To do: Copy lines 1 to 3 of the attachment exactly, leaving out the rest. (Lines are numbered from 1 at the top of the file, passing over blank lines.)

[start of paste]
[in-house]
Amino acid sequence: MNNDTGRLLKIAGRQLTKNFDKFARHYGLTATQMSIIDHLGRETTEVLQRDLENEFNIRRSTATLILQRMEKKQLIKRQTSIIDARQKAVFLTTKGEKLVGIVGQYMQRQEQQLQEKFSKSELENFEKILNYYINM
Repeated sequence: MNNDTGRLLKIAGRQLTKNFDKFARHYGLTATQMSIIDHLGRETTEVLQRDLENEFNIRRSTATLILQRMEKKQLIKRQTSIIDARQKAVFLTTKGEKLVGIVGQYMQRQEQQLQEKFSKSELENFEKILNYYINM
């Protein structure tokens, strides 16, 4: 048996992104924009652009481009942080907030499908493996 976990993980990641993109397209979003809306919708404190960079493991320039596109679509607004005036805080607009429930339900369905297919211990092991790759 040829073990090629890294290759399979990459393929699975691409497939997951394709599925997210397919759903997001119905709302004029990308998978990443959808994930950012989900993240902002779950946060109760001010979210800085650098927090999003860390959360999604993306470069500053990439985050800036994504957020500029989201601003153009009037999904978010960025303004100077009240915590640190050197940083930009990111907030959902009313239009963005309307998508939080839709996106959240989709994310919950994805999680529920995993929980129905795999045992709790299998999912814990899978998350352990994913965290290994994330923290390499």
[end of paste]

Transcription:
[in-house]
Amino acid sequence: MNNDTGRLLKIAGRQLTKNFDKFARHYGLTATQMSIIDHLGRETTEVLQRDLENEFNIRRSTATLILQRMEKKQLIKRQTSIIDARQKAVFLTTKGEKLVGIVGQYMQRQEQQLQEKFSKSELENFEKILNYYINM
Repeated sequence: MNNDTGRLLKIAGRQLTKNFDKFARHYGLTATQMSIIDHLGRETTEVLQRDLENEFNIRRSTATLILQRMEKKQLIKRQTSIIDARQKAVFLTTKGEKLVGIVGQYMQRQEQQLQEKFSKSELENFEKILNYYINM